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Article
Publication date: 1 July 1999

Benedict D. Ilozor and Jacob O. Oluwoye

Presents findings from research on open‐plan measures in the determination of facilities space management. The aim of the research is to determine the impact of open‐plan…

Abstract

Presents findings from research on open‐plan measures in the determination of facilities space management. The aim of the research is to determine the impact of open‐plan measures on the effectiveness of facilities space management of CBD commercial office buildings ‐ the end‐view being to establish criteria for effective management and re‐engineering of open‐plan workspaces. A review of the literature reveals that this issue has not been definitively investigated. Hence, open‐plan measures remain virtually under‐exploited for the purpose of greater effectiveness of facilities space management. A sample of 102 open‐plan offices was studied, and data analysed using descriptive (such as mean, standard deviation, range) and inferential statistics (such as Spearman’s rho and partial correlations, multiple regression and path analysis). Direct and indirect associations were found between open‐plan and the effectiveness of facilities space management measures. However, some of the relationships were partly and wholly explained by management control measures. Though only multiple regression results are presented here, for reasons of brevity, this study concludes that, in many ways, certain open‐plan measures independently determine the effectiveness of facilities space management. This conclusion serves as a basis for developing criteria for effective management and re‐engineering of open‐plan workspaces.

Details

Facilities, vol. 17 no. 7/8
Type: Research Article
ISSN: 0263-2772

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Article
Publication date: 1 October 2000

David Higgins, Jacob Oluwoye and Dennis Lenard

New business opportunities and challenges are changing the structure of office, industrial and retail organisations and altering the pattern and demand for space. These…

Abstract

New business opportunities and challenges are changing the structure of office, industrial and retail organisations and altering the pattern and demand for space. These agents of change on organisations’ decisions for new space formed the basis for a questionnaire survey of 167 new space occupiers. An index of degree of importance constructed from the results can provide a new platform for corporate real estate planning and a strategic approach to commercial property market decisions.

Details

Journal of Corporate Real Estate, vol. 2 no. 4
Type: Research Article
ISSN: 1463-001X

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Article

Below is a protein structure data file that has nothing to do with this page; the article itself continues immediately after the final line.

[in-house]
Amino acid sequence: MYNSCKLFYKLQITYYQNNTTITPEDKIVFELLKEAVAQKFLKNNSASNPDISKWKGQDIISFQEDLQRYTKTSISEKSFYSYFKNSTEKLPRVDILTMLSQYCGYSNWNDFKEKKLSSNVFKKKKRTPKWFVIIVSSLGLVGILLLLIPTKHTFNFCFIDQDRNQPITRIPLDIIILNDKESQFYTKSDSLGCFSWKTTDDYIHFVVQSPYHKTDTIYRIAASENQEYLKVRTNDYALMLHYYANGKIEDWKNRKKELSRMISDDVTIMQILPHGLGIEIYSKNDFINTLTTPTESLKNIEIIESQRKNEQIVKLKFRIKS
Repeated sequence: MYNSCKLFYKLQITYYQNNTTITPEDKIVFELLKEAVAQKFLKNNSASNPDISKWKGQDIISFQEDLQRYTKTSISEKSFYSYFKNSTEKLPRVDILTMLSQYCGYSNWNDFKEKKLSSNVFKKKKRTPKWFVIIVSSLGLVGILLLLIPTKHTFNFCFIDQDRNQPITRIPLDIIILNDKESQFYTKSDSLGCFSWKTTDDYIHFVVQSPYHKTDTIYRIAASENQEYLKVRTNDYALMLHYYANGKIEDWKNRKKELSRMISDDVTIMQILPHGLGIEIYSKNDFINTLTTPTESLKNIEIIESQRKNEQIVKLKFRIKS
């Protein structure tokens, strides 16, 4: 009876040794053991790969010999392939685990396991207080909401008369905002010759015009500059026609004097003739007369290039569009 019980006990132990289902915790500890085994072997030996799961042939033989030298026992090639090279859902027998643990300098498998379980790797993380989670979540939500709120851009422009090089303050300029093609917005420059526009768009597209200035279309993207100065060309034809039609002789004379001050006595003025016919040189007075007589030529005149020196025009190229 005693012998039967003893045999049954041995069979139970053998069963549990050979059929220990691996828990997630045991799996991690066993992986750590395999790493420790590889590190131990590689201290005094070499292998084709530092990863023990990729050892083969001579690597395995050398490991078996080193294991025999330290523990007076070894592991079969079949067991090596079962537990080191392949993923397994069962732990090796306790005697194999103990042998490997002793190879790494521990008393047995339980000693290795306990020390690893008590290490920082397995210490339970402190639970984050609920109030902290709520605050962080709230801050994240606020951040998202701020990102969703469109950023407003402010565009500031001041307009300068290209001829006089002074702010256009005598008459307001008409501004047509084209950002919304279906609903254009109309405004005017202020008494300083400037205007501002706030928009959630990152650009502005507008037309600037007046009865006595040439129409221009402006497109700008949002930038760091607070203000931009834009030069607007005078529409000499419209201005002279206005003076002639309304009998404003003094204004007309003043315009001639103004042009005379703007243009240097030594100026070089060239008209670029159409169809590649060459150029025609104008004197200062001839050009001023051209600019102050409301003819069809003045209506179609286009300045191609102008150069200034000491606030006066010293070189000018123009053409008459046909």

Publication date: 21 October 2019

Samuel Laryea

Construction project management outcomes in the literature typically portray significant deviations from expected outcomes. Various theories from studies that focus…

Abstract

Purpose

Construction project management outcomes in the literature typically portray significant deviations from expected outcomes. Various theories from studies that focus superficially on causes of project cost and time overruns rather than root causes have not addressed this problem. The need is for a better understanding of how procurement strategy provides a fundamental means to address this problem. The purpose of this paper is to examine the procurement strategy used to deliver a new universities project in South Africa within budget and to ascertain its influence on the outcomes.

Design/methodology/approach

A case study was designed to provide a comprehensive and intensive methodology to identify and examine the construction procurement strategy and its influence on the project outcomes. Document analyses and semi-structured interviews were used to collect data on the construction procurement strategy and outcomes from the client team.

Findings

The evidence brought forward demonstrates that the successful outcome was largely a consequence of the client team, procurement strategy and systems of delivery. However, the collaborative procurement strategy formed the basis of the successful project delivery and outcomes. A general observation from the data is that an appropriate construction procurement strategy developed by an experienced client team and proactively implemented by an integrated delivery team working collaboratively is likely to achieve the intended project outcomes.

Practical implications

The findings show three critical keys to achieving intended outcomes – people, procurement strategy and systems of delivery at the governance, portfolio, programme and project management levels.

Originality/value

The value of this paper lies in using a comprehensive methodology to study the relationship between procurement strategy and outcomes. The findings can be applied by client teams to achieve better outcomes and value for money in infrastructure projects.

Details

Engineering, Construction and Architectural Management, vol. 26 no. 9
Type: Research Article
ISSN: 0969-9988

Keywords

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